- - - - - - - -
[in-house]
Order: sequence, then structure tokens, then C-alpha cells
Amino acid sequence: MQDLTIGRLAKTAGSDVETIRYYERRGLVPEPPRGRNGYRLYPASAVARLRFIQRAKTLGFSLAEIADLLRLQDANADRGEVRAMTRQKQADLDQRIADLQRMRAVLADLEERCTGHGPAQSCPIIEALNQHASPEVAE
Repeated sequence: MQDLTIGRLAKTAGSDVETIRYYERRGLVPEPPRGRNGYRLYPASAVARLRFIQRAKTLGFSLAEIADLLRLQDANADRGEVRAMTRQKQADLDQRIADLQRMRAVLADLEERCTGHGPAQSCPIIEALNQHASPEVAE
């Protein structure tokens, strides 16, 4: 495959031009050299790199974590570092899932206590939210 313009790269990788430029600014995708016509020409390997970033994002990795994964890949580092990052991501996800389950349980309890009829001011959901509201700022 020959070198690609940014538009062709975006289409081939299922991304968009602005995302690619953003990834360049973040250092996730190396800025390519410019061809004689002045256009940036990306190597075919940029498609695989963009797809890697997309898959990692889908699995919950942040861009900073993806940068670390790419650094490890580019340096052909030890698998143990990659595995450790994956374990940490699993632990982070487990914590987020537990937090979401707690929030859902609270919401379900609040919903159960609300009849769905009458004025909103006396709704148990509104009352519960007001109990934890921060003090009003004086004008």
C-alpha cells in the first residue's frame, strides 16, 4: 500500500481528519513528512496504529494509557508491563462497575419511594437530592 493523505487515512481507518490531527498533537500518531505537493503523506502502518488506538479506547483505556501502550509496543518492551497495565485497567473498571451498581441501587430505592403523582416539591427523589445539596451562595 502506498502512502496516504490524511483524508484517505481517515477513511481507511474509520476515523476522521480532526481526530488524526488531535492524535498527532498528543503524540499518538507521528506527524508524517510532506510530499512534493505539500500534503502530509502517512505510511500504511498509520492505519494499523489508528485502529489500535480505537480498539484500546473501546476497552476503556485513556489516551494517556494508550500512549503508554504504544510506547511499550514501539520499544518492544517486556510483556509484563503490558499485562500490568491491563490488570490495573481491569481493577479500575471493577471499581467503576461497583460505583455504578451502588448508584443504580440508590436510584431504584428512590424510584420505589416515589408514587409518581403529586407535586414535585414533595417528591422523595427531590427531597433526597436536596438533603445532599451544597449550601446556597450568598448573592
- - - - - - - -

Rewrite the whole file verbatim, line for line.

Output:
[in-house]
Order: sequence, then structure tokens, then C-alpha cells
Amino acid sequence: MQDLTIGRLAKTAGSDVETIRYYERRGLVPEPPRGRNGYRLYPASAVARLRFIQRAKTLGFSLAEIADLLRLQDANADRGEVRAMTRQKQADLDQRIADLQRMRAVLADLEERCTGHGPAQSCPIIEALNQHASPEVAE
Repeated sequence: MQDLTIGRLAKTAGSDVETIRYYERRGLVPEPPRGRNGYRLYPASAVARLRFIQRAKTLGFSLAEIADLLRLQDANADRGEVRAMTRQKQADLDQRIADLQRMRAVLADLEERCTGHGPAQSCPIIEALNQHASPEVAE
């Protein structure tokens, strides 16, 4: 495959031009050299790199974590570092899932206590939210 313009790269990788430029600014995708016509020409390997970033994002990795994964890949580092990052991501996800389950349980309890009829001011959901509201700022 020959070198690609940014538009062709975006289409081939299922991304968009602005995302690619953003990834360049973040250092996730190396800025390519410019061809004689002045256009940036990306190597075919940029498609695989963009797809890697997309898959990692889908699995919950942040861009900073993806940068670390790419650094490890580019340096052909030890698998143990990659595995450790994956374990940490699993632990982070487990914590987020537990937090979401707690929030859902609270919401379900609040919903159960609300009849769905009458004025909103006396709704148990509104009352519960007001109990934890921060003090009003004086004008």
C-alpha cells in the first residue's frame, strides 16, 4: 500500500481528519513528512496504529494509557508491563462497575419511594437530592 493523505487515512481507518490531527498533537500518531505537493503523506502502518488506538479506547483505556501502550509496543518492551497495565485497567473498571451498581441501587430505592403523582416539591427523589445539596451562595 502506498502512502496516504490524511483524508484517505481517515477513511481507511474509520476515523476522521480532526481526530488524526488531535492524535498527532498528543503524540499518538507521528506527524508524517510532506510530499512534493505539500500534503502530509502517512505510511500504511498509520492505519494499523489508528485502529489500535480505537480498539484500546473501546476497552476503556485513556489516551494517556494508550500512549503508554504504544510506547511499550514501539520499544518492544517486556510483556509484563503490558499485562500490568491491563490488570490495573481491569481493577479500575471493577471499581467503576461497583460505583455504578451502588448508584443504580440508590436510584431504584428512590424510584420505589416515589408514587409518581403529586407535586414535585414533595417528591422523595427531590427531597433526597436536596438533603445532599451544597449550601446556597450568598448573592